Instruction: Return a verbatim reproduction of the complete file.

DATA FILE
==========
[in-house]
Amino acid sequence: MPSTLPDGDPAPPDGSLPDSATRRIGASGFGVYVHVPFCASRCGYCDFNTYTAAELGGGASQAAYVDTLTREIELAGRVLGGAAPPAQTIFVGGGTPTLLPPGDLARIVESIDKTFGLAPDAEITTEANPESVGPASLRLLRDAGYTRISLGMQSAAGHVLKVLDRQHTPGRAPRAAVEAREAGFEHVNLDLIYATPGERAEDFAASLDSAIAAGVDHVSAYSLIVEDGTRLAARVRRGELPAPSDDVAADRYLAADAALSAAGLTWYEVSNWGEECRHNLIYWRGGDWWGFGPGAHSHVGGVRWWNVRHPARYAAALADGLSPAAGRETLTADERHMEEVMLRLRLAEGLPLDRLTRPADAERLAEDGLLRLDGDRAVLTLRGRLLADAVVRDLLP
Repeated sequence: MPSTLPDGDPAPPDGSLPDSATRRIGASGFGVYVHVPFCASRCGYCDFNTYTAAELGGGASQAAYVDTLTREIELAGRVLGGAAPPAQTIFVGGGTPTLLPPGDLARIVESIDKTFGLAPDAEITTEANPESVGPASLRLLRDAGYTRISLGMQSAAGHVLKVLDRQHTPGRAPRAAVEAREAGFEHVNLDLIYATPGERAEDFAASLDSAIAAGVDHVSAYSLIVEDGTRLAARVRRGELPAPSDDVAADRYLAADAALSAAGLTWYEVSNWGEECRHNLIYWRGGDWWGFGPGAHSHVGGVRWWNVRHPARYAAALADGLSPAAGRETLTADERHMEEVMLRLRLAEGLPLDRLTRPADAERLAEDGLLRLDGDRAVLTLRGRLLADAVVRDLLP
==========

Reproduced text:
[in-house]
Amino acid sequence: MPSTLPDGDPAPPDGSLPDSATRRIGASGFGVYVHVPFCASRCGYCDFNTYTAAELGGGASQAAYVDTLTREIELAGRVLGGAAPPAQTIFVGGGTPTLLPPGDLARIVESIDKTFGLAPDAEITTEANPESVGPASLRLLRDAGYTRISLGMQSAAGHVLKVLDRQHTPGRAPRAAVEAREAGFEHVNLDLIYATPGERAEDFAASLDSAIAAGVDHVSAYSLIVEDGTRLAARVRRGELPAPSDDVAADRYLAADAALSAAGLTWYEVSNWGEECRHNLIYWRGGDWWGFGPGAHSHVGGVRWWNVRHPARYAAALADGLSPAAGRETLTADERHMEEVMLRLRLAEGLPLDRLTRPADAERLAEDGLLRLDGDRAVLTLRGRLLADAVVRDLLP
Repeated sequence: MPSTLPDGDPAPPDGSLPDSATRRIGASGFGVYVHVPFCASRCGYCDFNTYTAAELGGGASQAAYVDTLTREIELAGRVLGGAAPPAQTIFVGGGTPTLLPPGDLARIVESIDKTFGLAPDAEITTEANPESVGPASLRLLRDAGYTRISLGMQSAAGHVLKVLDRQHTPGRAPRAAVEAREAGFEHVNLDLIYATPGERAEDFAASLDSAIAAGVDHVSAYSLIVEDGTRLAARVRRGELPAPSDDVAADRYLAADAALSAAGLTWYEVSNWGEECRHNLIYWRGGDWWGFGPGAHSHVGGVRWWNVRHPARYAAALADGLSPAAGRETLTADERHMEEVMLRLRLAEGLPLDRLTRPADAERLAEDGLLRLDGDRAVLTLRGRLLADAVVRDLLP